Politeía Digest

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Will Poland Run Out of Russian Gas?

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By Marcin Sobczyk

Poland will soon use up the Russian gas available under its current contract with Gazprom and will stop getting gas from Russia right when the weather is about to get really cold, in mid-October, according to both the Polish government and the European Commission. For more than a year, its negotiations with Russia of a new agreement for higher deliveries have been a major headache.

Poland has been undersupplied with Russian gas since the early 2009, when RosUkrEnergo — a mysterious Swiss-registered 50-50 venture between Gazprom and Ukrainian businessmen — was squeezed out from the Ukrainian market.

The company used to deliver 2.3 billion cubic meters of gas a year to Poland through Ukraine, but hasn’t been able to do that since it fell out of favor and was forced out of the market after the Russian-Ukrainian gas conflict in early 2009.

RosUkrEnergo isn’t thus expected to return to honoring its agreement to Poland. Therefore, the country has to turn straight to Gazprom, its other supplier. It has saved itself several times using spot deals, but this time the shortfall is too big.

Poland’s gas infrastructure makes it reliant on supplies from Russia, which offers Gazprom a leverage to kill several birds with one stone: the company may deliver higher volumes, but not before it uses the chance to strengthen its position in Poland for years to come.

The country has been negotiating a revised gas supply contract with Gazprom for almost two years, dragging its feet to avoid caving in to the giant that wants to keep gas prices linked to the prices of oil, and make sure Poland continues to take high volumes even if it diversifies its supplies. Gazprom also wants a Poland-registered venture in which it is a shareholder to forgive some of the debts the Russian firm owes for gas transit through the country.

In December 2009, Poland announced that it reached a deal that, critics say, would largely satisfy Russia’s demands. But it hasn’t been able to sign it despite approving it in March, saying for months that the signing ceremony was imminent. Under the deal, Gazprom is to increase its supplies to Poland by about 2.5 billion cubic meters of gas a year to some 10 billion cubic meters. The countries also agreed to extend the contract until 2037.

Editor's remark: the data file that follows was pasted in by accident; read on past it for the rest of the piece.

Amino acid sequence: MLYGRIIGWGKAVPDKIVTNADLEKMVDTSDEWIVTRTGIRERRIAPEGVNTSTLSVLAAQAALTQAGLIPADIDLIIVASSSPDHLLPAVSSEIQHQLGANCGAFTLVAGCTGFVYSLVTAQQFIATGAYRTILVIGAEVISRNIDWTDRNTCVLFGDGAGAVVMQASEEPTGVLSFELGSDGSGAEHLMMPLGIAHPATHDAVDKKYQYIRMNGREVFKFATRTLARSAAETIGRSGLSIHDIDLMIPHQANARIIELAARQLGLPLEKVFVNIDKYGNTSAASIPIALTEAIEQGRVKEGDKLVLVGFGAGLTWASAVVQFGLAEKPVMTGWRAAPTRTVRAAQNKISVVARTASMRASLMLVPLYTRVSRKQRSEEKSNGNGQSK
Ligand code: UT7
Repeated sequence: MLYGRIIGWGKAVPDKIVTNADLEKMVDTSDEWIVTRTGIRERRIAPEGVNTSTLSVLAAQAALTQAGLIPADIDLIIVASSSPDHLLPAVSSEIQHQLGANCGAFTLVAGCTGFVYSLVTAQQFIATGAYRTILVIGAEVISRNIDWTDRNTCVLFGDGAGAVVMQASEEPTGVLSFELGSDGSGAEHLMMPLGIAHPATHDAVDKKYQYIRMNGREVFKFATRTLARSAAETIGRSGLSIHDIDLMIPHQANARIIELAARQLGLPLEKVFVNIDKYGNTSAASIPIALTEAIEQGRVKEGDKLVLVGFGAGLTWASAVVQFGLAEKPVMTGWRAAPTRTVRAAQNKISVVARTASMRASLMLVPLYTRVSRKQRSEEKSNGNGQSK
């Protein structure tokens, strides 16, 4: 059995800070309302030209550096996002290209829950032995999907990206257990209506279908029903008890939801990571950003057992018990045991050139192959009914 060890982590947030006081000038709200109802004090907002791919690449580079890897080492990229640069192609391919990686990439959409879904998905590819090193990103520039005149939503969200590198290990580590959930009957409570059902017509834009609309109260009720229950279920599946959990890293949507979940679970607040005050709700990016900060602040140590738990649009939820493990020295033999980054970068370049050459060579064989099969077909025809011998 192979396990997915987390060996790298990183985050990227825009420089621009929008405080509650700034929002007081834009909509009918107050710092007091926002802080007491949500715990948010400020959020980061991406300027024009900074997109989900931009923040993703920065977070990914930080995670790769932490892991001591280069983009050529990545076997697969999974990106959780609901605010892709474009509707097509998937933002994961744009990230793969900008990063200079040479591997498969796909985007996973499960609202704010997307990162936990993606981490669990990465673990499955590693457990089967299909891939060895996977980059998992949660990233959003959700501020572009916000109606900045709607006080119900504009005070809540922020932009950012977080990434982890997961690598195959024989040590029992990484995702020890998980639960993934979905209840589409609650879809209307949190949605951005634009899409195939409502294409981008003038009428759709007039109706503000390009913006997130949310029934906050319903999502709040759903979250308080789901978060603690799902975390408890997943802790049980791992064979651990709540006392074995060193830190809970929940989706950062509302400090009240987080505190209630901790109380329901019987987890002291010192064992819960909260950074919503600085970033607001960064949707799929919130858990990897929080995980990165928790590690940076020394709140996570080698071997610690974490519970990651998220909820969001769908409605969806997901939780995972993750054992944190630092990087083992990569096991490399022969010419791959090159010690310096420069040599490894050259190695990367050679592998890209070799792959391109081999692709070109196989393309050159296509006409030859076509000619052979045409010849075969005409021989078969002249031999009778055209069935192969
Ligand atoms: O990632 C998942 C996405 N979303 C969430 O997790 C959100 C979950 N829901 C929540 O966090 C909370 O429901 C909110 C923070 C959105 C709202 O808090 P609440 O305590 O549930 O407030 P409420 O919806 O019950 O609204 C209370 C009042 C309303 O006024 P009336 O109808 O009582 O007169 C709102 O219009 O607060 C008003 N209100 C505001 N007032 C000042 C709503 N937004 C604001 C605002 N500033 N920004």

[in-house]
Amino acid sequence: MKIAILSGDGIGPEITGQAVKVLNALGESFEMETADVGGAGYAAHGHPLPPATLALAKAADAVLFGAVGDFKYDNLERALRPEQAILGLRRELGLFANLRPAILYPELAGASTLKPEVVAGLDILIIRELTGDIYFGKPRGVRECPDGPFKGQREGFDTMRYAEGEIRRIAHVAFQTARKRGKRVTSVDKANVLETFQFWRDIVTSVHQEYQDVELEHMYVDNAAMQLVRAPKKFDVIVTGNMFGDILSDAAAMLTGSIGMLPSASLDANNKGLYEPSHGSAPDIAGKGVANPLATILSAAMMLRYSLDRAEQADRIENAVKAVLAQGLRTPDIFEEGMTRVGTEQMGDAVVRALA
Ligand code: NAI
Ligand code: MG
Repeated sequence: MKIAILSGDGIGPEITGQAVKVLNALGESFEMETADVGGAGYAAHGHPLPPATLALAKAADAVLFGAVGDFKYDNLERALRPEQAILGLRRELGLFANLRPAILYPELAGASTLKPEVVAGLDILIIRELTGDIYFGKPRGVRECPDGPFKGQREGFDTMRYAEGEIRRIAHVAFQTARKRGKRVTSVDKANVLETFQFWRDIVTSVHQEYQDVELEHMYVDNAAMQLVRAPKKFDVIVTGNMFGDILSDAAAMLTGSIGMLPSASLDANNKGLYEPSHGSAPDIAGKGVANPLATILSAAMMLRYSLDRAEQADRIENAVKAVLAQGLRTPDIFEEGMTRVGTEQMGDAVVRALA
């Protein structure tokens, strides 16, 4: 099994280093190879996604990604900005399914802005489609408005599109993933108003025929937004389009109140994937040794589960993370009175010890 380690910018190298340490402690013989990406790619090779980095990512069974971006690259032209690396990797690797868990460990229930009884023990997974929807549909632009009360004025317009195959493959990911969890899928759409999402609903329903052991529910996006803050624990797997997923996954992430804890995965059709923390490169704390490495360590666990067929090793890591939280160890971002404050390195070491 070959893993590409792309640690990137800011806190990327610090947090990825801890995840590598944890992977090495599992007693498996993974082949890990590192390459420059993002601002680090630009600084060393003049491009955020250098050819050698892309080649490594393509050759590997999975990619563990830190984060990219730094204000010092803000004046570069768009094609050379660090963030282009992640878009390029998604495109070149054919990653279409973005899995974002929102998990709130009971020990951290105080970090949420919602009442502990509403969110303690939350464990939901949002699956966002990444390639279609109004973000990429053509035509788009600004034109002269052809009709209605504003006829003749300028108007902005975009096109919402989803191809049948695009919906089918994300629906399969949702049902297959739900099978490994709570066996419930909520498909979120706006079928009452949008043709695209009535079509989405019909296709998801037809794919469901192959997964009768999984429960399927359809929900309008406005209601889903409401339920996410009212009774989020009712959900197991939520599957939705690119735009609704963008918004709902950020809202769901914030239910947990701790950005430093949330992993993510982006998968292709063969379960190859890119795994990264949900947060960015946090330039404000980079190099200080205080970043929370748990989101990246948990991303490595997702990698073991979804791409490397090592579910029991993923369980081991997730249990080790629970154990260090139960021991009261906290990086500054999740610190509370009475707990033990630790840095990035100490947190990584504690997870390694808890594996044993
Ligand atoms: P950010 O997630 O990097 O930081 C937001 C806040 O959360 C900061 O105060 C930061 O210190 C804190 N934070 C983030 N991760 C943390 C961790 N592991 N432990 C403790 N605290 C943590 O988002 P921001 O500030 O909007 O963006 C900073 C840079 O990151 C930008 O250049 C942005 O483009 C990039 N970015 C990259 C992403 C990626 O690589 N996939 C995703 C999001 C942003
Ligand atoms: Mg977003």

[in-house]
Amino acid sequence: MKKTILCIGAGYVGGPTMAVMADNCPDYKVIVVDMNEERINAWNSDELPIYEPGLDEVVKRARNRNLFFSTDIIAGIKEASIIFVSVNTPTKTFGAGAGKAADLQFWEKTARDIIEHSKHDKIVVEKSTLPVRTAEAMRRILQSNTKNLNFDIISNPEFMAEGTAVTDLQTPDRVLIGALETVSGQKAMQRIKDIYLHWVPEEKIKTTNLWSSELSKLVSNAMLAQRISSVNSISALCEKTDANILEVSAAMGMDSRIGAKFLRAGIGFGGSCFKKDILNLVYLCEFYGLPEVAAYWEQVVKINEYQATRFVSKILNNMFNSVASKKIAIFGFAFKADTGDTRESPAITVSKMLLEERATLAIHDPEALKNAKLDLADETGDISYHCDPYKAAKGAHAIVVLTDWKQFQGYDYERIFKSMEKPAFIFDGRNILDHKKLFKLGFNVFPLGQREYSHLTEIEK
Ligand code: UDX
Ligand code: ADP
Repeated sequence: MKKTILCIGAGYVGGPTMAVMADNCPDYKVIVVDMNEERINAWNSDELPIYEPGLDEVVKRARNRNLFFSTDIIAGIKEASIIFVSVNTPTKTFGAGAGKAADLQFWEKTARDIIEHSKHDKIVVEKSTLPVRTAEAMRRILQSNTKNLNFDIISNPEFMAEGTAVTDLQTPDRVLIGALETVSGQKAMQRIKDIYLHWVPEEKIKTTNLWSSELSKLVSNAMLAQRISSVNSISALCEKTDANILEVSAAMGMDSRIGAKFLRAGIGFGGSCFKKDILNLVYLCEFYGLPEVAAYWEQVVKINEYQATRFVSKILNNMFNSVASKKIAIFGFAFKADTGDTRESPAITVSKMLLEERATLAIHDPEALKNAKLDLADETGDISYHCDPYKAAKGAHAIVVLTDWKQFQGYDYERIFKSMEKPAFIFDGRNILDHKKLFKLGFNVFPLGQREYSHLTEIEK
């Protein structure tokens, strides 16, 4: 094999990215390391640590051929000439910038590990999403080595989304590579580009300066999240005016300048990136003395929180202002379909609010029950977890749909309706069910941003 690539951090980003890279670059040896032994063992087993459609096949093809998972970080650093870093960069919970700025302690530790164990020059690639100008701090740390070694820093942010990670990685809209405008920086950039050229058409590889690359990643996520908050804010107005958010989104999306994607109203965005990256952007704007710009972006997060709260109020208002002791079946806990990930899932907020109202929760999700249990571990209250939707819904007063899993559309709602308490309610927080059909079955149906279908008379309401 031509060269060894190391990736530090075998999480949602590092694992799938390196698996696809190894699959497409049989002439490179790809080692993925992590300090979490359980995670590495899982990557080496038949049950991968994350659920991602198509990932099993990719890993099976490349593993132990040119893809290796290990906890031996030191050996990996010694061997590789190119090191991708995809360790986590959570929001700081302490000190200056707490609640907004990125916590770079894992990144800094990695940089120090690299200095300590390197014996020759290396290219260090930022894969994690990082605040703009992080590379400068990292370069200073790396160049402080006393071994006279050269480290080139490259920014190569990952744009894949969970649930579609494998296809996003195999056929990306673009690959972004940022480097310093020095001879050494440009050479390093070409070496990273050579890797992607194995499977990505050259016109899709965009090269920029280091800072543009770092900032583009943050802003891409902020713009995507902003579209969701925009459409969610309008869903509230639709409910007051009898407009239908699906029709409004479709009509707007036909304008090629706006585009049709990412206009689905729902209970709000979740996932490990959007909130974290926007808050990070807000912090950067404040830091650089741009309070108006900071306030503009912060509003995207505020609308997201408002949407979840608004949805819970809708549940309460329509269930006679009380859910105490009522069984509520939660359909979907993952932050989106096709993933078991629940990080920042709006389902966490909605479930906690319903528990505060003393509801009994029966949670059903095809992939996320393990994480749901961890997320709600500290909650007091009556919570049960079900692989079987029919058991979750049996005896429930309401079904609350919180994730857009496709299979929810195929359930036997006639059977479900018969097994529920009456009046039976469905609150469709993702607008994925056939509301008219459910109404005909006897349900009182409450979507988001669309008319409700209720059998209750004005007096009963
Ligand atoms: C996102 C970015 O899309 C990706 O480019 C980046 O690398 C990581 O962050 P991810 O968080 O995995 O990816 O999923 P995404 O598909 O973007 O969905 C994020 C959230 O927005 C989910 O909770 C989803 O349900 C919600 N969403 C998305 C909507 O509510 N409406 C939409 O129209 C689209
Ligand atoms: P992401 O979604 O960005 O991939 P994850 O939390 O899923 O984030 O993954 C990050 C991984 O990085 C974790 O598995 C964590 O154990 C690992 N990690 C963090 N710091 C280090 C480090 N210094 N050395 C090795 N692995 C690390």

One other issue is also becoming crucial: Gazprom also wants to keep control over the Polish section of the Yamal-Europe gas pipeline to Germany and doesn’t want to allow other companies to use it. This would violate the European Union’s law and has prompted the European Commission to step into the negotiations.

On Sep. 20, PGNiG, the Polish gas monopoly, issued a loud public warning that it won’t be able to deliver gas any more starting in late October, because it will run out of gas, as the contract hasn’t been signed. Some analysts said the PGNiG threat marks an effort by the Polish utility to pressure the European Commission to close an eye on certain provisions of the contract. But transparency in running energy infrastructure and guarantee of access to pipelines by third parties are core stances of the EU policy.

On Friday, the Polish government said it was close to reaching a deal, and that final talks have been scheduled for early October. Some experts see those assurances as slightly too optimistic, but still the most likely scenario is Poland will eventually sign the agreement for fear of shortages after finding a way to observe EU rules, if only on paper.


Written by Theophyle

September 24, 2010 at 6:37 pm

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